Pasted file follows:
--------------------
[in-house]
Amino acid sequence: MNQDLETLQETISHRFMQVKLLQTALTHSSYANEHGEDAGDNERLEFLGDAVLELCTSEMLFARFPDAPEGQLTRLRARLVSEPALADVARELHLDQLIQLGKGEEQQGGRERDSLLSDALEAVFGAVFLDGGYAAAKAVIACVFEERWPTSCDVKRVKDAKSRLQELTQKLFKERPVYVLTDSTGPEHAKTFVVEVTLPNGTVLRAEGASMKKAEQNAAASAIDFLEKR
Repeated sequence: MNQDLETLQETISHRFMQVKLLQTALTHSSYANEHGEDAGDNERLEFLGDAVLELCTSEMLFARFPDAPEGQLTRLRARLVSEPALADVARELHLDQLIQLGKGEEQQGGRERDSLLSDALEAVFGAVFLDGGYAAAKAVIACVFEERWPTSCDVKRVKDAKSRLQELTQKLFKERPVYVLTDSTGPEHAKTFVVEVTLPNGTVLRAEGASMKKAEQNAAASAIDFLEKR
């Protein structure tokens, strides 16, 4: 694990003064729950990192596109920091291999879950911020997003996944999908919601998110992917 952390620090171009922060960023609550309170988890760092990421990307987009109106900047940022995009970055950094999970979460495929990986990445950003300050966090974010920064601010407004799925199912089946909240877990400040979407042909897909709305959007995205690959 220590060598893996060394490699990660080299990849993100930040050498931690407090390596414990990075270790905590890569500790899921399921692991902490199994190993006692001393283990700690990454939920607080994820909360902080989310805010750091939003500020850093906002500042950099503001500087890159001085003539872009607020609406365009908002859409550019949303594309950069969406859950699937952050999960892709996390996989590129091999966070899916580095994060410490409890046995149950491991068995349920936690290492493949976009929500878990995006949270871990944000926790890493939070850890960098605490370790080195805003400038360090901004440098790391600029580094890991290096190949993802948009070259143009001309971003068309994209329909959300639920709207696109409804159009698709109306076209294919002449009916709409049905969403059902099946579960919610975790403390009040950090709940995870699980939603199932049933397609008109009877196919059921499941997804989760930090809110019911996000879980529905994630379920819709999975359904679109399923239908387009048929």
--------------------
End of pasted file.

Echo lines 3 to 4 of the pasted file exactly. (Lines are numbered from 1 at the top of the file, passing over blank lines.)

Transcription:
Repeated sequence: MNQDLETLQETISHRFMQVKLLQTALTHSSYANEHGEDAGDNERLEFLGDAVLELCTSEMLFARFPDAPEGQLTRLRARLVSEPALADVARELHLDQLIQLGKGEEQQGGRERDSLLSDALEAVFGAVFLDGGYAAAKAVIACVFEERWPTSCDVKRVKDAKSRLQELTQKLFKERPVYVLTDSTGPEHAKTFVVEVTLPNGTVLRAEGASMKKAEQNAAASAIDFLEKR
């Protein structure tokens, strides 16, 4: 694990003064729950990192596109920091291999879950911020997003996944999908919601998110992917 952390620090171009922060960023609550309170988890760092990421990307987009109106900047940022995009970055950094999970979460495929990986990445950003300050966090974010920064601010407004799925199912089946909240877990400040979407042909897909709305959007995205690959 220590060598893996060394490699990660080299990849993100930040050498931690407090390596414990990075270790905590890569500790899921399921692991902490199994190993006692001393283990700690990454939920607080994820909360902080989310805010750091939003500020850093906002500042950099503001500087890159001085003539872009607020609406365009908002859409550019949303594309950069969406859950699937952050999960892709996390996989590129091999966070899916580095994060410490409890046995149950491991068995349920936690290492493949976009929500878990995006949270871990944000926790890493939070850890960098605490370790080195805003400038360090901004440098790391600029580094890991290096190949993802948009070259143009001309971003068309994209329909959300639920709207696109409804159009698709109306076209294919002449009916709409049905969403059902099946579960919610975790403390009040950090709940995870699980939603199932049933397609008109009877196919059921499941997804989760930090809110019911996000879980529905994630379920819709999975359904679109399923239908387009048929």